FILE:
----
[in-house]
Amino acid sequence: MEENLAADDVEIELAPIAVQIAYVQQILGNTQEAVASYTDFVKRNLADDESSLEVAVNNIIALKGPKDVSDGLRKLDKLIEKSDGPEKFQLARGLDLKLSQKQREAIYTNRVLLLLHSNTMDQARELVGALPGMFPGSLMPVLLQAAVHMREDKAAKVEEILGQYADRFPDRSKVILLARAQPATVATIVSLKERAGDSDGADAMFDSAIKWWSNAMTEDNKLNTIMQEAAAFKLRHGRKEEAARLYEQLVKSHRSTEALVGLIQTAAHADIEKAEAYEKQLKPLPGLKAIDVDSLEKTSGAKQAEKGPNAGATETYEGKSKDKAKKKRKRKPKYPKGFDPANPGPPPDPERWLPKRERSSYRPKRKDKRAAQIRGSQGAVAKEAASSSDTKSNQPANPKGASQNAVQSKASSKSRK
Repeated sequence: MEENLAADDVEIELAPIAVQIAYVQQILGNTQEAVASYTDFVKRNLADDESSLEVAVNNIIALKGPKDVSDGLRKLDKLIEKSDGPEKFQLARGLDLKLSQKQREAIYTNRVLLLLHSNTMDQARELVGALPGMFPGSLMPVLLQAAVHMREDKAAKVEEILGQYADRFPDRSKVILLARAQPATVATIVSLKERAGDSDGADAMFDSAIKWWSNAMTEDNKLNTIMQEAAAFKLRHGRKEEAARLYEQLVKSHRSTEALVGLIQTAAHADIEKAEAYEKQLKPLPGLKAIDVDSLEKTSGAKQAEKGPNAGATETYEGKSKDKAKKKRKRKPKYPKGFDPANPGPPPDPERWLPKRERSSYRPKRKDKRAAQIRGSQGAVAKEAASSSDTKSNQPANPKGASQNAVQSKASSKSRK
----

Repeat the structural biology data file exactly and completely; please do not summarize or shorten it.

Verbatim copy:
[in-house]
Amino acid sequence: MEENLAADDVEIELAPIAVQIAYVQQILGNTQEAVASYTDFVKRNLADDESSLEVAVNNIIALKGPKDVSDGLRKLDKLIEKSDGPEKFQLARGLDLKLSQKQREAIYTNRVLLLLHSNTMDQARELVGALPGMFPGSLMPVLLQAAVHMREDKAAKVEEILGQYADRFPDRSKVILLARAQPATVATIVSLKERAGDSDGADAMFDSAIKWWSNAMTEDNKLNTIMQEAAAFKLRHGRKEEAARLYEQLVKSHRSTEALVGLIQTAAHADIEKAEAYEKQLKPLPGLKAIDVDSLEKTSGAKQAEKGPNAGATETYEGKSKDKAKKKRKRKPKYPKGFDPANPGPPPDPERWLPKRERSSYRPKRKDKRAAQIRGSQGAVAKEAASSSDTKSNQPANPKGASQNAVQSKASSKSRK
Repeated sequence: MEENLAADDVEIELAPIAVQIAYVQQILGNTQEAVASYTDFVKRNLADDESSLEVAVNNIIALKGPKDVSDGLRKLDKLIEKSDGPEKFQLARGLDLKLSQKQREAIYTNRVLLLLHSNTMDQARELVGALPGMFPGSLMPVLLQAAVHMREDKAAKVEEILGQYADRFPDRSKVILLARAQPATVATIVSLKERAGDSDGADAMFDSAIKWWSNAMTEDNKLNTIMQEAAAFKLRHGRKEEAARLYEQLVKSHRSTEALVGLIQTAAHADIEKAEAYEKQLKPLPGLKAIDVDSLEKTSGAKQAEKGPNAGATETYEGKSKDKAKKKRKRKPKYPKGFDPANPGPPPDPERWLPKRERSSYRPKRKDKRAAQIRGSQGAVAKEAASSSDTKSNQPANPKGASQNAVQSKASSKSRK